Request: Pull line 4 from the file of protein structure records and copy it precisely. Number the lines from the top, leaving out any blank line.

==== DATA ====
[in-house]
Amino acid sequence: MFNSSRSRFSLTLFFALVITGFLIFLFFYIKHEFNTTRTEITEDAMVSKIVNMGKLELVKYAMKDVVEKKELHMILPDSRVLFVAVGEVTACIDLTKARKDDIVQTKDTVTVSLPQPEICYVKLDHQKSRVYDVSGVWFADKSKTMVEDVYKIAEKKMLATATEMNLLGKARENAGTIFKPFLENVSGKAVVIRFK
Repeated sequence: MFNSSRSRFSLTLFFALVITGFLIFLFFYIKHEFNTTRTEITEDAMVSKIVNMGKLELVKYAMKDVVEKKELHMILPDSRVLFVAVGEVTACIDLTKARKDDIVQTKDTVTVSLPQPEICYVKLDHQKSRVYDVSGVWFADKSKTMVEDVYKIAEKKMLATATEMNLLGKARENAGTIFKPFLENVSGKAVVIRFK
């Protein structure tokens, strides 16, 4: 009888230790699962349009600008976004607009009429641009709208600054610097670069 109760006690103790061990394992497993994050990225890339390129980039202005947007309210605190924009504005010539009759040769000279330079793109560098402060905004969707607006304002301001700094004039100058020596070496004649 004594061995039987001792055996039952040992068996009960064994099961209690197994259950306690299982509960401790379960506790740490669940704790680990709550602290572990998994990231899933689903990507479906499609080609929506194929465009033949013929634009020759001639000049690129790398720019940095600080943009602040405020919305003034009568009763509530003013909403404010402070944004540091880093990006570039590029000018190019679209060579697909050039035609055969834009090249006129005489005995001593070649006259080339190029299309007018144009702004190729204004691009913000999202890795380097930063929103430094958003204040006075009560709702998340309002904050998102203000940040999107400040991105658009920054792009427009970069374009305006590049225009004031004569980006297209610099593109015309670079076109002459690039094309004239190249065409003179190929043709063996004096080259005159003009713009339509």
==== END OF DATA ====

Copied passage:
């Protein structure tokens, strides 16, 4: 009888230790699962349009600008976004607009009429641009709208600054610097670069 109760006690103790061990394992497993994050990225890339390129980039202005947007309210605190924009504005010539009759040769000279330079793109560098402060905004969707607006304002301001700094004039100058020596070496004649 004594061995039987001792055996039952040992068996009960064994099961209690197994259950306690299982509960401790379960506790740490669940704790680990709550602290572990998994990231899933689903990507479906499609080609929506194929465009033949013929634009020759001639000049690129790398720019940095600080943009602040405020919305003034009568009763509530003013909403404010402070944004540091880093990006570039590029000018190019679209060579697909050039035609055969834009090249006129005489005995001593070649006259080339190029299309007018144009702004190729204004691009913000999202890795380097930063929103430094958003204040006075009560709702998340309002904050998102203000940040999107400040991105658009920054792009427009970069374009305006590049225009004031004569980006297209610099593109015309670079076109002459690039094309004239190249065409003179190929043709063996004096080259005159003009713009339509």